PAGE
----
This yeere the two shippes, with the dead bodies of Sir Hugh Willoughbie, and his people, were sent unto by Master Killingworth, (which remained there in Mosco Agent almost two yeeres) and much of the goods and victuals were recovered and saved.

Anno 1556. The company sent two ships for Russia , with extraordinary masters and saylers to bring home the two ships, which were frozen in Lappia, in the river of Arzina aforesaid. The two ships sent this yeere from England sailing from Lapland to the Bay of S. Nicholas, tooke in lading with passengers, to wit, a Russe ambassador, named Joseph Napea, and some of his men shipped with Richard Chanceller in the Edward. But so it fel out that the two which came from Lappia, with all their new Masters and Mariners, never were heard of, but in foule weather, and wrought seas, after their two yeeres wintring in Lapland , became, as is supposed, unstanch, and sunke, wherein were drowned also divers Russes merchants, and servants of the ambassadour. A third shippe the Edward aforesayd, falling on the North part of Scotland , upon a rocke was also lost, and Master Chanceller, with divers other, drowned. The sayd Russe ambassadour hardly escaping, with other his men, mariners, & some goods saved, were sent for into Scotland , from the King, Queene, and Merchants (the messenger being M. Doctor Laurence Hussie, and others :) And then, as in the chronicles appeareth, honorably enterteined and received at London.

This yeere also the company furnished and sent out a pinnesse, named the Serchthrift, to discover the harborowes in the North coast from Norway to Wardhouse, and so to the Bay of S. Nicholas. There was in her Master and Pilot, Stephen Burrough, with his brother William, and eight other. Their discovery was beyond the Bay, towarde the Samoeds, people dwelling neare the river of Ob, and found a sound or sea with an Island called Vaigats, first by them put into the Carde or Mappe. In that place they threw snowe out of their said pinnesse, with shovels in August, by which extremitie, and lacke of time, they came backe to Russia , and wintred at Colmogro.

Anno 1557. The company with foure good ships, sent backe the said Russe ambassadour, and in company with him, sent as an Agent, for further discovery, Master Anthony Jenkinson, who afterward anno 1558, with great favour of the prince of Moscovia, and his letters passed the river Volga to Cazan, and meaning to seeke Cathay by land, was by many troupes and companies of uncivil Tartarians encountred, and in danger: but keeping company with merchants of Bactria , or Boghar, and Urgeme, travelling with camels, he with his company, went to Boghar, and no further: whose entertainment of the king is to be had of master Jenkinson, which returned anno 1559. to Moscovie. And in anno 1560. he, with Henry Lane, came home into England: which yeere was the first safe returne, without losse or shipwracke, or dead fraight, & burnings. And at this time was the first traffike to the Narve in Livonia , which confines with Lituania , & all the dominions of Russia : and the markets, faires, commodities, great townes & rivers, were sent unto by divers servants: the reports were taken by Henry Lane, Agent, and delivered to the companie, 1561. The trade to Rie, and Revel, of old time hath bene long since frequented by our English nation, but this trade to the Narve was hitherto concealed from us by the Danskers and Lubeckers.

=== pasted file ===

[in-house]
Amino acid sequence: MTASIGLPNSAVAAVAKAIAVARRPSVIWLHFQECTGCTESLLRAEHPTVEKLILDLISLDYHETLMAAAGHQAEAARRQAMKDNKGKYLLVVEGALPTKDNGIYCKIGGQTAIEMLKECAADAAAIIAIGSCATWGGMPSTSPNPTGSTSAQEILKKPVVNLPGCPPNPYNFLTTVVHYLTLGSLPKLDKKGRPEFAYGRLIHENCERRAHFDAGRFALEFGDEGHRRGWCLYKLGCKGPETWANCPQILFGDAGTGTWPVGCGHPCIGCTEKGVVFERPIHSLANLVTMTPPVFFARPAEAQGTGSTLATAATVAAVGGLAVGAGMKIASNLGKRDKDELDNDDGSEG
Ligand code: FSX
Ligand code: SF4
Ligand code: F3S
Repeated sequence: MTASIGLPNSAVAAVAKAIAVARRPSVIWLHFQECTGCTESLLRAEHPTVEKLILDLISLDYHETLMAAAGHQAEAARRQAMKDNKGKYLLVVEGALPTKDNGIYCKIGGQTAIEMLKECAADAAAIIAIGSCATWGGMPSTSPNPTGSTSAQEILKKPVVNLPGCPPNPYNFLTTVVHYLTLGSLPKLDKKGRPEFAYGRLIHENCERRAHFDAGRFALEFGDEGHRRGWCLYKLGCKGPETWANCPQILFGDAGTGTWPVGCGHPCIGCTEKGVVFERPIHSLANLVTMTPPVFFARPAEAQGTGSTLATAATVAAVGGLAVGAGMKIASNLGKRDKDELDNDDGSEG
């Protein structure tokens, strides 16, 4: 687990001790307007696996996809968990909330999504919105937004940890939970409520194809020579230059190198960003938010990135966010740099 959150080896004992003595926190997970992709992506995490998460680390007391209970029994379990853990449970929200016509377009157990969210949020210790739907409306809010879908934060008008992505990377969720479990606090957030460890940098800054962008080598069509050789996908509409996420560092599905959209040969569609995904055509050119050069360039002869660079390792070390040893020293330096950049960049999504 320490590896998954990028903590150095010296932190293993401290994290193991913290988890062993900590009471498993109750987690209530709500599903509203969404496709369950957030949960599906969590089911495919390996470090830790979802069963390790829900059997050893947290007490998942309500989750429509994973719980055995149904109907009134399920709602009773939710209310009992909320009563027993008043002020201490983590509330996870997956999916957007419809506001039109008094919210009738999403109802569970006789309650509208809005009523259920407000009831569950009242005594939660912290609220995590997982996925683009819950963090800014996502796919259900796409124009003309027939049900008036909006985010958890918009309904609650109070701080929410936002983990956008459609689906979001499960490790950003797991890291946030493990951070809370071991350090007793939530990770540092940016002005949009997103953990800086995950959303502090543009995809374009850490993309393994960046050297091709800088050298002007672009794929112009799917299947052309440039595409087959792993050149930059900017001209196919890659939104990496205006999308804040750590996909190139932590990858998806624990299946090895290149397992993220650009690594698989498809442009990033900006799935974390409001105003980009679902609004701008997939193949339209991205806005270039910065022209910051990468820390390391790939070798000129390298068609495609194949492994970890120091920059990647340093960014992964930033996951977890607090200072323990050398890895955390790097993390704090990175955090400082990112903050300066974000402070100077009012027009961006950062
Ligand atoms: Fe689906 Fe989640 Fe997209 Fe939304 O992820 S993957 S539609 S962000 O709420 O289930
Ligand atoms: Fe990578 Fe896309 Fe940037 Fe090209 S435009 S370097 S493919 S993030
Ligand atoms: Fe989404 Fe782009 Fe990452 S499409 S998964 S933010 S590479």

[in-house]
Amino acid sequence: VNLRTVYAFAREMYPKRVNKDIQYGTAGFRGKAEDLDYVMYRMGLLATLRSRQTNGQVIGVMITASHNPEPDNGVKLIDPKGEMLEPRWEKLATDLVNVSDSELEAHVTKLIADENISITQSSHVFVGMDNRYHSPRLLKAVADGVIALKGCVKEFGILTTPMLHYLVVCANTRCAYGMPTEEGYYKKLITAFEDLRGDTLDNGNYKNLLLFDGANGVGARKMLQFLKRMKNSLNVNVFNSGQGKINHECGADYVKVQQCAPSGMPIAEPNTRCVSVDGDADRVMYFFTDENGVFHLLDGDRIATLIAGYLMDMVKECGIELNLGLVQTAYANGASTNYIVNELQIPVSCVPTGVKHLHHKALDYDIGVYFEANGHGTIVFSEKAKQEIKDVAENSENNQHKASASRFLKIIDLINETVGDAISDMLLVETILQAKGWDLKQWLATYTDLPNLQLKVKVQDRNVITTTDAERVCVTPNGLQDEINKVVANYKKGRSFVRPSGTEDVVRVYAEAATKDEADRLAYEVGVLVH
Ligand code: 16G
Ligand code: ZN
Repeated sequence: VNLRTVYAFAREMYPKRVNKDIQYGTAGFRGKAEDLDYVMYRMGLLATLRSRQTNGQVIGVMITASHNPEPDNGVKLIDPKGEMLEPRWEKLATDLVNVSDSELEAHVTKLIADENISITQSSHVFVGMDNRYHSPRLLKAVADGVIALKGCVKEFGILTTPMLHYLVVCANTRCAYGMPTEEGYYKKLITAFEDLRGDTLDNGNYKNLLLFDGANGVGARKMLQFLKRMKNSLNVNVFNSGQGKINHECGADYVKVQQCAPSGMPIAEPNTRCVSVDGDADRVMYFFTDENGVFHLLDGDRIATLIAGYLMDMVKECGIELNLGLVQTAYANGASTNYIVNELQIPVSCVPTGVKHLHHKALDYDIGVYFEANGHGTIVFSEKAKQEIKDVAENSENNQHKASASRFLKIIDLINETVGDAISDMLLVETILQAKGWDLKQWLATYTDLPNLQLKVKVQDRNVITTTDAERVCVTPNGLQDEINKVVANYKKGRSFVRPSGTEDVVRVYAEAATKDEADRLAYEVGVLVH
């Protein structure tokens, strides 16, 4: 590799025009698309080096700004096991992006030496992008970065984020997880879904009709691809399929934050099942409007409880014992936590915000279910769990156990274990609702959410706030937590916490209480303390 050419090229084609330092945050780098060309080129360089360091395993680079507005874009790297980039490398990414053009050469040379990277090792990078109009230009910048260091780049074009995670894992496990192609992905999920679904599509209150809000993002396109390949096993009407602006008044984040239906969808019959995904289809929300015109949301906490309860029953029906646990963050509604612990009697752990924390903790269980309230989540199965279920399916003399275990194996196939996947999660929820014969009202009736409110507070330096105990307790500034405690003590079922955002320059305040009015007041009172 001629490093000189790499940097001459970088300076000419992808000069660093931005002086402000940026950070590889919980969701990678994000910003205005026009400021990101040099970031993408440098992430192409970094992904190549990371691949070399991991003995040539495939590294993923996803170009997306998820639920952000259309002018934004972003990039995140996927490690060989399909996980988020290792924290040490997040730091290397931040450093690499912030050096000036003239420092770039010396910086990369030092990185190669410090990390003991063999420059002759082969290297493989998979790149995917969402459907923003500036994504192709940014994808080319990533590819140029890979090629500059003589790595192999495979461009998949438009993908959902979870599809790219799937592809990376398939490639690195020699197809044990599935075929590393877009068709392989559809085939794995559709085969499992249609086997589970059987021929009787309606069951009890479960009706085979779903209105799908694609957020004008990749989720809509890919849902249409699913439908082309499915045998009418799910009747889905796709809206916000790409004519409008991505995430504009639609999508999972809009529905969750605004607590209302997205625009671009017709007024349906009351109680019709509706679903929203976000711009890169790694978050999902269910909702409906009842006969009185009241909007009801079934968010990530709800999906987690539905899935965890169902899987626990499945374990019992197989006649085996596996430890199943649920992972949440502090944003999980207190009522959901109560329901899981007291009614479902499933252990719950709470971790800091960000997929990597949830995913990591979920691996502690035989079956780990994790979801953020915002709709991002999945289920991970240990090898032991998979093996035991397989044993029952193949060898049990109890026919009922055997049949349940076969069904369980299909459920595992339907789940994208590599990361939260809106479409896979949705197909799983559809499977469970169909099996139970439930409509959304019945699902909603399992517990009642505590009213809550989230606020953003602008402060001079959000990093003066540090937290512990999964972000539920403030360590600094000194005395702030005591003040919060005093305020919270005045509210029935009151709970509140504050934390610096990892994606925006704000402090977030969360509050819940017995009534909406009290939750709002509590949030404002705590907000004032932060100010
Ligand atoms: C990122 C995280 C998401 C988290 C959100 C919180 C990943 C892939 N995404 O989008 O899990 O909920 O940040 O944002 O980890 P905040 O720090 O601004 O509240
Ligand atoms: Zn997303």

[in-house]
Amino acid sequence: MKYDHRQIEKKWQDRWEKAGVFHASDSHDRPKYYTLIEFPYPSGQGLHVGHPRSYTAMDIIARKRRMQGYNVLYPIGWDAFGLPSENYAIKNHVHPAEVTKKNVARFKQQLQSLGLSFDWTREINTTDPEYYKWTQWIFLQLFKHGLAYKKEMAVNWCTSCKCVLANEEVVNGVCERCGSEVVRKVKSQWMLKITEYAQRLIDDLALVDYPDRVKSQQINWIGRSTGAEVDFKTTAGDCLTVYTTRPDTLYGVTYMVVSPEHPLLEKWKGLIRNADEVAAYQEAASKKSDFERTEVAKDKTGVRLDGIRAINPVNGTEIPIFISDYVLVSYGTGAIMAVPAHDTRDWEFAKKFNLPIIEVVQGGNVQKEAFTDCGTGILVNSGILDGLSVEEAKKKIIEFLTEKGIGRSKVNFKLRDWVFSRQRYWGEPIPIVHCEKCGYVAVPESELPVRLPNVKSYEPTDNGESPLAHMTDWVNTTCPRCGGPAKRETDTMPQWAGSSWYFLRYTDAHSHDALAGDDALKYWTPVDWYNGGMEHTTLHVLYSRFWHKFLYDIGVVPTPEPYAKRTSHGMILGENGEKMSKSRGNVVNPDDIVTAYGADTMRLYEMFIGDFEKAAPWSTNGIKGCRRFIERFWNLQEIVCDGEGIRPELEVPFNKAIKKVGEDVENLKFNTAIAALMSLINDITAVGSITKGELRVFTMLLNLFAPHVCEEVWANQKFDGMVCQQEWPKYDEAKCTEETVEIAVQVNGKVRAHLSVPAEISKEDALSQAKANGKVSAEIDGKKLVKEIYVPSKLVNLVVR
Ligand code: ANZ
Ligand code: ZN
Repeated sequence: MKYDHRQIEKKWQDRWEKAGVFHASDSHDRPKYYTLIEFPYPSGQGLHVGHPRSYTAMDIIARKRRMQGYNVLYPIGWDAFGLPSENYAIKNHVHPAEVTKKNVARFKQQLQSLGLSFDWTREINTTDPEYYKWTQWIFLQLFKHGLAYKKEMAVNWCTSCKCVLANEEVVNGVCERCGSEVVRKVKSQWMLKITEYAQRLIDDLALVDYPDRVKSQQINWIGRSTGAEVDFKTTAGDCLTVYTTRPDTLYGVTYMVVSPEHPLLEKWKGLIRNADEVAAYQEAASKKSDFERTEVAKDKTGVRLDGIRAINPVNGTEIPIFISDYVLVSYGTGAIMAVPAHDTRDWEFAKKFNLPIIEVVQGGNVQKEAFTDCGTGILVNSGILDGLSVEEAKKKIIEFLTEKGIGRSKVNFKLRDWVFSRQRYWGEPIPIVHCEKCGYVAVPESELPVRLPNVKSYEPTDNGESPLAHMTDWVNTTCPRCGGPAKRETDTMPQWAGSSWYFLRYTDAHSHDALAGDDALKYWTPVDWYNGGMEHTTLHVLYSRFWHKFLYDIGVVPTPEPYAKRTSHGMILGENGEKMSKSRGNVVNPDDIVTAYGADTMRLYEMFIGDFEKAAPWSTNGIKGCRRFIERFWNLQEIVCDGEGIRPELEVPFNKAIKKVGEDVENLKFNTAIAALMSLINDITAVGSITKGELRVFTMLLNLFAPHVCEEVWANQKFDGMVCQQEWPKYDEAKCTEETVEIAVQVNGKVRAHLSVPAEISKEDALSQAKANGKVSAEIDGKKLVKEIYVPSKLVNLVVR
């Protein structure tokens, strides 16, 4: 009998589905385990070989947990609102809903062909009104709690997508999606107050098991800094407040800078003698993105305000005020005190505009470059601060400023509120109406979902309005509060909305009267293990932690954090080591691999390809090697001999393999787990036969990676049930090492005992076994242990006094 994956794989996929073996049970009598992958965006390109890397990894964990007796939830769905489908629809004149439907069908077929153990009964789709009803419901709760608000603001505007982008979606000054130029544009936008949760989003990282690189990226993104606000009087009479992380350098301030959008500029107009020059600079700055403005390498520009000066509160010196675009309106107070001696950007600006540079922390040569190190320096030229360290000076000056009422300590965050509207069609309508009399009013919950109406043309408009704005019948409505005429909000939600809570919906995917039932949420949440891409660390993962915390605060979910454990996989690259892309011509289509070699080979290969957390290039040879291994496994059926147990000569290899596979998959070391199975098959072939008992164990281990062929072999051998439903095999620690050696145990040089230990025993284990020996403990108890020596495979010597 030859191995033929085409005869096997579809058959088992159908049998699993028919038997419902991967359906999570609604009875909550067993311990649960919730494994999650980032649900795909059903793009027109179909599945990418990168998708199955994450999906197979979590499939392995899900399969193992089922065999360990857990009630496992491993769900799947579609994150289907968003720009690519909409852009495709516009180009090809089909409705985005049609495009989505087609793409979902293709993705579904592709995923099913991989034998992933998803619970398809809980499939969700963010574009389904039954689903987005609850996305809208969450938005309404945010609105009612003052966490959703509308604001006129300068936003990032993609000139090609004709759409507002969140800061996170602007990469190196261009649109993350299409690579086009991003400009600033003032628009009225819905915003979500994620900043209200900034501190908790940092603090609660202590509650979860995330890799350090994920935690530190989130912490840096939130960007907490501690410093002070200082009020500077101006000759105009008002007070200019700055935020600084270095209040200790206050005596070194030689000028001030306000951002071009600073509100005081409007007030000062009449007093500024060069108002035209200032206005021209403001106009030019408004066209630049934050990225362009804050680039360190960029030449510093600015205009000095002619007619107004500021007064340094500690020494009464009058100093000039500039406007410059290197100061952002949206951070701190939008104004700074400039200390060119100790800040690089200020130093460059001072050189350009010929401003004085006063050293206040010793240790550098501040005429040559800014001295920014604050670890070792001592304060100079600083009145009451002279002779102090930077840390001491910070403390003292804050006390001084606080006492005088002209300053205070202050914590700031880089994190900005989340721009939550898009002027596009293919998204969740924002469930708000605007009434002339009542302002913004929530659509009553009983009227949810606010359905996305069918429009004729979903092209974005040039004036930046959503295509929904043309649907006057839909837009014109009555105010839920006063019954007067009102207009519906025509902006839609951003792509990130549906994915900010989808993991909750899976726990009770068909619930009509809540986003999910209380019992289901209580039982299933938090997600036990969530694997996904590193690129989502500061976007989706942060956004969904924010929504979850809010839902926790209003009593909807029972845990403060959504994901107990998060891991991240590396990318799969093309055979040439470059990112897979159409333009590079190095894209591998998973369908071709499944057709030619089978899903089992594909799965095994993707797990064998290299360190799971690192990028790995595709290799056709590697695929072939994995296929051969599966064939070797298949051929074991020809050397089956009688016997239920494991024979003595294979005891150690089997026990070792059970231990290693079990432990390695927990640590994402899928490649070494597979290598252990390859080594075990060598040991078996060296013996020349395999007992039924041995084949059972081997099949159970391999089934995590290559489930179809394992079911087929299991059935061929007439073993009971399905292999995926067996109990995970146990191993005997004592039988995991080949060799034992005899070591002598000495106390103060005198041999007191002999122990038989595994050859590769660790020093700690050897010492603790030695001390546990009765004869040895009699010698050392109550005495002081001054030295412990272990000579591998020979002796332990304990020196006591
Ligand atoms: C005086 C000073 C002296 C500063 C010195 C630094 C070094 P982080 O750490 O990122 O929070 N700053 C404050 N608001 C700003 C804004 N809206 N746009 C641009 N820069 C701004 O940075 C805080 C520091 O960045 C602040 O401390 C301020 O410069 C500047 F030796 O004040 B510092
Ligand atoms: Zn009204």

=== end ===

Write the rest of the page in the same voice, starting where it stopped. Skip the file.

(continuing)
Anno 1561. the said Master Anthony Jenkinson went Agent into Russia, who the next yeere after, passing all the river of Volga to Astracan, and over the Caspian sea, arrived in Persia, and opened the trade thither.

Also betweene the yeeres of 1568. and 1573. sundry voyages after Master Jenkinsons, were made by Thomas Alcock, Arthur Edwards, Master Thomas Bannister, and Master Geffrey Ducket, whose returne (if spoyle neere Volga had not prevented by roving theeves) had altogether salved and recovered the companies (called the olde companies) great losse, charges, and damages: but the saying is true, By unitie small things grow great, & by contention great things become small. This may be understood best by the company. The frowardnesse of some few, and evill doing of some unjust factors, was cause of much of the evill successe.

Arthur Edwards was sent againe 1579. and died in the voyage at Astracan. About which matters, are to be remembred the voyages of Master Thomas Randolph Esquire, Ambassador, anno 1567. And late of Sir Jerome Bowes, anno 1583. both tending and treating for further discoveries, freedomes, and privileges, wherewith I meddle not. But in conclusion, for their paines and adventures this way (as divers do now adayes other wayes) as worthy Gentlemen sent from princes, to doe their countrey good, I put them in your memorie, with my hearty farewell. From S. Magarets neere Dartforth in Kent .

Yours Henry Lane.